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$25 65 60 35 25 25 65 55 50 55 35 70 35 $30
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15 55 55
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70 55 65
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BUSINESS & INDUSTRIAL FIRMS UNIVERSITY & COLLEGE LIBRARIES GOVERNMENTAL AGENCIES SCHOOL SYSTEMS PROFESSIONAL & NONPROFIT ASSNS INDIVIDUAL PROFESSIONALS PUBLIC LIBRARIES & CONSORTIA
INFORMATION RETRIEVAL SERVICE 3460 Hillview Avenue Palo Alio. CA 94304 (415)858-2700 TELEX 334499
FOREIGN CUSTOMERS OF DIALOG INFORMATION SERVICES ARABIAN GULF
BR. WEST INDIES
REPUBLIC OF CHINA
LOCKHEED INFORMATION SYSTEMS/LOCKHEED MISSILES ft SPACE COMPANY. M C
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DIALOG STATISTICAL HIGHLIGHTS
NUMBER OF DATABASES _'_ MILLIONS CITATIONS/ABSTS COMPUTERS IN SERVICE
370/165 3032 .
BYTES OF STORACE (BILLIONS) NUMBER OF CUSTOMERS NUMBER OF COUNTRIES
1.0 80 1
20,0 4,000 + 32
1980 V S . 1973 18.3 x ,
40.0 x -
Present and Future Although online retrieval and online cataloging are probably the most familiar applications of
computer/communications technology to most of
us, the whole area is alive with hardware developers, systems innovators, product entrepeneurs and capital.
As Alan Brigish, Editor of VideoPrint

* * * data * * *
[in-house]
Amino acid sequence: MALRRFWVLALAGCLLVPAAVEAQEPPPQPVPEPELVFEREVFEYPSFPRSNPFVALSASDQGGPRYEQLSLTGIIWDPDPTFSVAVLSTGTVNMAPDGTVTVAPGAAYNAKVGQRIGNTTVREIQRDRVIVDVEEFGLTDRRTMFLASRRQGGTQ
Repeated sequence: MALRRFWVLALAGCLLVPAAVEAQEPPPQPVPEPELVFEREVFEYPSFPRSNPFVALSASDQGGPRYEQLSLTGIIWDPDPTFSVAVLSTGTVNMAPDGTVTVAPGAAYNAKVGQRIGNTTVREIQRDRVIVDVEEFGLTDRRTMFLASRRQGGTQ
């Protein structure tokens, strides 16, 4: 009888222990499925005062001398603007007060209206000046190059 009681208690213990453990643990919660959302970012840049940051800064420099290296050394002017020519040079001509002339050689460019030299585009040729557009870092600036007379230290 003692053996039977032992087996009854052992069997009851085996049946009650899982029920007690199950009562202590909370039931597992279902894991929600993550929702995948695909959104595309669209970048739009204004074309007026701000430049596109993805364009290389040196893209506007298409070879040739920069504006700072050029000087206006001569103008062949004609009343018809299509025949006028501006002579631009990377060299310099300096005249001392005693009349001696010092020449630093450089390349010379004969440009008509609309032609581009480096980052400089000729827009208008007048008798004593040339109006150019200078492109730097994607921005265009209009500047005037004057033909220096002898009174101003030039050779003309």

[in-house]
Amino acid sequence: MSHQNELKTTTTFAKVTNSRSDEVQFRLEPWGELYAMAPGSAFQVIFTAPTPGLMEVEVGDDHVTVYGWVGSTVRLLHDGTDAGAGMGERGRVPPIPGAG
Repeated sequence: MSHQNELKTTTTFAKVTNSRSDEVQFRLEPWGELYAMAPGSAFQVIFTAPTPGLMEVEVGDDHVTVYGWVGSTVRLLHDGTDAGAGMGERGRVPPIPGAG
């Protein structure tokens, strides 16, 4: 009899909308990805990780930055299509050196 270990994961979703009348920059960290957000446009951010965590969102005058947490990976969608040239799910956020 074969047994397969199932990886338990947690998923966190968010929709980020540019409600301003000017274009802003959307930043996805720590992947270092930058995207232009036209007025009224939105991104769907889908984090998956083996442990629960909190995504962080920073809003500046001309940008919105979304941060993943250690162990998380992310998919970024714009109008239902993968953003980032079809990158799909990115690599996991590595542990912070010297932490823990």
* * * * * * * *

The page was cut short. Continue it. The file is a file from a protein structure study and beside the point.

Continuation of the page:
Newsletter observed, the WUMPUS is awake.
We seem to have reached that critical mass in hardware, software, market awareness, and economics that stimulate heavy venture capital activities. Take, for example, the following recent events: •
Chemical Abstracts Service, long a supplier of databases, has entered the online business with CAS ONLINE (a chemical substructures search service)
Information Handling Service, long a publisher of specifications and standards on microfilm, has acquired Bibliographic Retrieval Services (an information retrieval service), and PREDICASTS, a database supplier
Radio Suisse, a Swiss communications company (like AT&T) began a joint venture with BRS and PREDICASTS
McGraw Hill, a long-time publisher acquired Data Resources, Inc. (DRI), an econometric service
Other traditional publishers such as Ziff-Davis, Pergamon, and Elsevier have acquired databases and/or service bureaus
The SOURCE - a service for personal computer users was recently bailed out of bankrupcy through purchase by the Reader's Digest
EURONET, a Common Market telecommunications combine was put into service to provide cheap telecommunications rates for European-based information retrieval services
VIEWDATA, a technique for simple interaction was developed by The British Post Office and is receiving much attention in various guises around the world
MEAD has introduced NEXIS - a service of full-text news and magazine article retrieval
I could go on, but this should provide a flavor of the frantic activity in process to find a marketable combination of information content and delivery technique. With the combination of computer storage and processing coupled with telecommunications, we face a new milestone in the evolution of civilization which, to my mind, is equal in significance to the development of a written language and the invention of the printing press.